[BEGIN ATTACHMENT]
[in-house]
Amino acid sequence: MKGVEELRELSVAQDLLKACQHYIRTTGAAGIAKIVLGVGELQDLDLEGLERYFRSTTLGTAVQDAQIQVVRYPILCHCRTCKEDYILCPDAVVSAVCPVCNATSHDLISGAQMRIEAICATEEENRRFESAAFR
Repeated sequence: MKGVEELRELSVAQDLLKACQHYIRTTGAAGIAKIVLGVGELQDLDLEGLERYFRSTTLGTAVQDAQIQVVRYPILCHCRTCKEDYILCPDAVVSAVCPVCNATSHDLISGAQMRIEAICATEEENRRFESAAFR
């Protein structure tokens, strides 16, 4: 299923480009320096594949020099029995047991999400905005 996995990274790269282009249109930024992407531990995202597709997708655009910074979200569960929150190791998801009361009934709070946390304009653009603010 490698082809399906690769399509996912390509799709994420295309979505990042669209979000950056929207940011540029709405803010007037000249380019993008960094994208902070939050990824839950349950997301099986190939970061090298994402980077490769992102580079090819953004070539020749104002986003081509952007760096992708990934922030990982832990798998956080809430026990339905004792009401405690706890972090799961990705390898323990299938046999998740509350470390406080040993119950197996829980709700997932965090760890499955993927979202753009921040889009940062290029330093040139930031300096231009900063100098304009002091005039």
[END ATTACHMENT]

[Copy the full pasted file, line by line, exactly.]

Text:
[in-house]
Amino acid sequence: MKGVEELRELSVAQDLLKACQHYIRTTGAAGIAKIVLGVGELQDLDLEGLERYFRSTTLGTAVQDAQIQVVRYPILCHCRTCKEDYILCPDAVVSAVCPVCNATSHDLISGAQMRIEAICATEEENRRFESAAFR
Repeated sequence: MKGVEELRELSVAQDLLKACQHYIRTTGAAGIAKIVLGVGELQDLDLEGLERYFRSTTLGTAVQDAQIQVVRYPILCHCRTCKEDYILCPDAVVSAVCPVCNATSHDLISGAQMRIEAICATEEENRRFESAAFR
């Protein structure tokens, strides 16, 4: 299923480009320096594949020099029995047991999400905005 996995990274790269282009249109930024992407531990995202597709997708655009910074979200569960929150190791998801009361009934709070946390304009653009603010 490698082809399906690769399509996912390509799709994420295309979505990042669209979000950056929207940011540029709405803010007037000249380019993008960094994208902070939050990824839950349950997301099986190939970061090298994402980077490769992102580079090819953004070539020749104002986003081509952007760096992708990934922030990982832990798998956080809430026990339905004792009401405690706890972090799961990705390898323990299938046999998740509350470390406080040993119950197996829980709700997932965090760890499955993927979202753009921040889009940062290029330093040139930031300096231009900063100098304009002091005039």